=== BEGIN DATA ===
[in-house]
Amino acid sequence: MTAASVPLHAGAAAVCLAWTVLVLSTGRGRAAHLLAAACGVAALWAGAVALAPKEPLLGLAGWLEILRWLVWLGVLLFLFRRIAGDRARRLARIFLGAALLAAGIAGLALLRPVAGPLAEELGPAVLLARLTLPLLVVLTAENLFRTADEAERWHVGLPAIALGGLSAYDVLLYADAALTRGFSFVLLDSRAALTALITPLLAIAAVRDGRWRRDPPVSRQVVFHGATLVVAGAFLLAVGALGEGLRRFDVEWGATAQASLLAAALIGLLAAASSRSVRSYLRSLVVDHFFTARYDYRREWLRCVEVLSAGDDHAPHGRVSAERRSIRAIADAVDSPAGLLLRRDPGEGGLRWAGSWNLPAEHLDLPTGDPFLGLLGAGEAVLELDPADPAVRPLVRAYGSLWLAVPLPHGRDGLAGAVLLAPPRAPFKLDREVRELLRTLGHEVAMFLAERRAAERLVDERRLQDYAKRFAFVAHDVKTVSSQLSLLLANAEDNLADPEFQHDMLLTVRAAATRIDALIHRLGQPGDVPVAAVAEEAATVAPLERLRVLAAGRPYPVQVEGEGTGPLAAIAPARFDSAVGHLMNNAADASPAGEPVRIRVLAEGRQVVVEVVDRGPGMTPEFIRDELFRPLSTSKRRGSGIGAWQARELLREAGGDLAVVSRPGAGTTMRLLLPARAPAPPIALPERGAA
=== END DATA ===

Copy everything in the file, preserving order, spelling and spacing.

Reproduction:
[in-house]
Amino acid sequence: MTAASVPLHAGAAAVCLAWTVLVLSTGRGRAAHLLAAACGVAALWAGAVALAPKEPLLGLAGWLEILRWLVWLGVLLFLFRRIAGDRARRLARIFLGAALLAAGIAGLALLRPVAGPLAEELGPAVLLARLTLPLLVVLTAENLFRTADEAERWHVGLPAIALGGLSAYDVLLYADAALTRGFSFVLLDSRAALTALITPLLAIAAVRDGRWRRDPPVSRQVVFHGATLVVAGAFLLAVGALGEGLRRFDVEWGATAQASLLAAALIGLLAAASSRSVRSYLRSLVVDHFFTARYDYRREWLRCVEVLSAGDDHAPHGRVSAERRSIRAIADAVDSPAGLLLRRDPGEGGLRWAGSWNLPAEHLDLPTGDPFLGLLGAGEAVLELDPADPAVRPLVRAYGSLWLAVPLPHGRDGLAGAVLLAPPRAPFKLDREVRELLRTLGHEVAMFLAERRAAERLVDERRLQDYAKRFAFVAHDVKTVSSQLSLLLANAEDNLADPEFQHDMLLTVRAAATRIDALIHRLGQPGDVPVAAVAEEAATVAPLERLRVLAAGRPYPVQVEGEGTGPLAAIAPARFDSAVGHLMNNAADASPAGEPVRIRVLAEGRQVVVEVVDRGPGMTPEFIRDELFRPLSTSKRRGSGIGAWQARELLREAGGDLAVVSRPGAGTTMRLLLPARAPAPPIALPERGAA